- Elderly Residential Care Expenses
A taxpayer may claim the elderly home
expenses he pays for his or his spouse's parent or grandparent subject to the
The parent or grandparent is at least 60;
or if under 60, he is eligible to claim disabled allowance.
The expenses actually paid by the
taxpayer or by his spouse in the year of assessment.
The expenses are paid to a recognized
elderly home in Hong Kong.
The expenses cover accommodation, food,
nursing care and sundry expenses but exclude those of private medical
care or those of a personal nature not in the nature of residential
The expenses reimibursed by Social Welfare
Department cannot be claimed.
Even taxpayers paying tax at standard rate
can get the deduction.
Full-year expenses are allowed when the
parent reaches 60 in the year of assessment. In other words, no
time apportionment of the expenses is necessary.
maximum deduction is $72,000 for each
parent. Press here for details of
amount of allowances.
A taxpayer should not claim
Dependent Parent Allowance and Elderly
Residential Care Expenses for the same parent for the same year of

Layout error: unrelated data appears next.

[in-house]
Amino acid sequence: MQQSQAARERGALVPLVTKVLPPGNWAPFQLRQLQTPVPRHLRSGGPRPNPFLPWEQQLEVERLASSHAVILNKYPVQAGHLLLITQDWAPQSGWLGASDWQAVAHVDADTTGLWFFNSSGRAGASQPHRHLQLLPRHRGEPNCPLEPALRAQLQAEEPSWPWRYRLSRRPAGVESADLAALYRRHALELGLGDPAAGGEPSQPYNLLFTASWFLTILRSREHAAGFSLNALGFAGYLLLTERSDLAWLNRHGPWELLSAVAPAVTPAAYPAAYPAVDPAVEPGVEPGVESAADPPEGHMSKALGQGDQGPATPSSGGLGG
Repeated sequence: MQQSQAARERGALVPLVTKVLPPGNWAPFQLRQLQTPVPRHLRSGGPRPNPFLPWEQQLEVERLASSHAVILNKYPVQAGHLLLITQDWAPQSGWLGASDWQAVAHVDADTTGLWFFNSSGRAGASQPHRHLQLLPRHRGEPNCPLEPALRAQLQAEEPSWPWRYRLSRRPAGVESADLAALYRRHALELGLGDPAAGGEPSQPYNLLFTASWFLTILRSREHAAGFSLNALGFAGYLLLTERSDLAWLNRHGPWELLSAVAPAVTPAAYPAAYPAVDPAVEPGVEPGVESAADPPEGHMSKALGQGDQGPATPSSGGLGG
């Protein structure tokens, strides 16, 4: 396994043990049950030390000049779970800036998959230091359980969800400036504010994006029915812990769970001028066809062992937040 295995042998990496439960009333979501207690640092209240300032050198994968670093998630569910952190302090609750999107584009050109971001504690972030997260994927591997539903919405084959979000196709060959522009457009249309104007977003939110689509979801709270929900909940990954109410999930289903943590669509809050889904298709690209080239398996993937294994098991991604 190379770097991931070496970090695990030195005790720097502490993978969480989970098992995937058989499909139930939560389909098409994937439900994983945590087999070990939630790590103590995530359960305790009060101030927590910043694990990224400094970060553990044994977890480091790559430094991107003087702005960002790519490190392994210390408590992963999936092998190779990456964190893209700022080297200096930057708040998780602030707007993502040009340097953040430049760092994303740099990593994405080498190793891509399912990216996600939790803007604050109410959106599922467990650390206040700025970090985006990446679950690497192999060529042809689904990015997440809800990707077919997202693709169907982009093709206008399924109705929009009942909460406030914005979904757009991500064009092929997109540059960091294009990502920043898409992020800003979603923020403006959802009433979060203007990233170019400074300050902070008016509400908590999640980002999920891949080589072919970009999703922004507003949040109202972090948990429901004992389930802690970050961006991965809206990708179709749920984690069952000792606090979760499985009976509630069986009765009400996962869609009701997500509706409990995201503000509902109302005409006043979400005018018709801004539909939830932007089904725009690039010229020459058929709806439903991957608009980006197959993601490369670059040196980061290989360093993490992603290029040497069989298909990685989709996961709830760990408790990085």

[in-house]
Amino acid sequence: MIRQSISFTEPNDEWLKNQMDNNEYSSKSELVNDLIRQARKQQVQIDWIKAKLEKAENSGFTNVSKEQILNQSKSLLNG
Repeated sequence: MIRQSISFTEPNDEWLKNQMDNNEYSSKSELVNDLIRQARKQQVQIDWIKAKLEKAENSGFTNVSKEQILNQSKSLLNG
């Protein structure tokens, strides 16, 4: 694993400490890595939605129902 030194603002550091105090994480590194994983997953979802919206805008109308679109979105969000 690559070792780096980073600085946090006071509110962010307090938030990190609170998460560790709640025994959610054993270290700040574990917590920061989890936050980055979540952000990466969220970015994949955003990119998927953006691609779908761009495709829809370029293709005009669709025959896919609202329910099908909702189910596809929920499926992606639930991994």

assessment. If that is the case, his claim for Dependent Parent Allowance
will be void and only his claim for Elderly Residential Care Expenses will
take effect. So, if the conditions of both claims are satisfied, the
taxpayer should decide which claim to make. Normally, if the elderly home
expenses are more than $30,000, it is advisable for him to claim
Elderly Residential Care Expense. Otherwise, he should claim Dependent
No double claim for the same parent is allowed.
If two or more persons
claiming the deduction, they should reach an agreement as to who can get
the deduction. If no such agreement is made, no one can get the
The taxpayer may
claim the deduction in your tax return. If he forgets to do so, he may
claim it by an objection when he receives
the assessment. Even if he misses the objection deadline, he can still
claim it by a Section 70A claim (because it
is an omission --- to claim the deduction).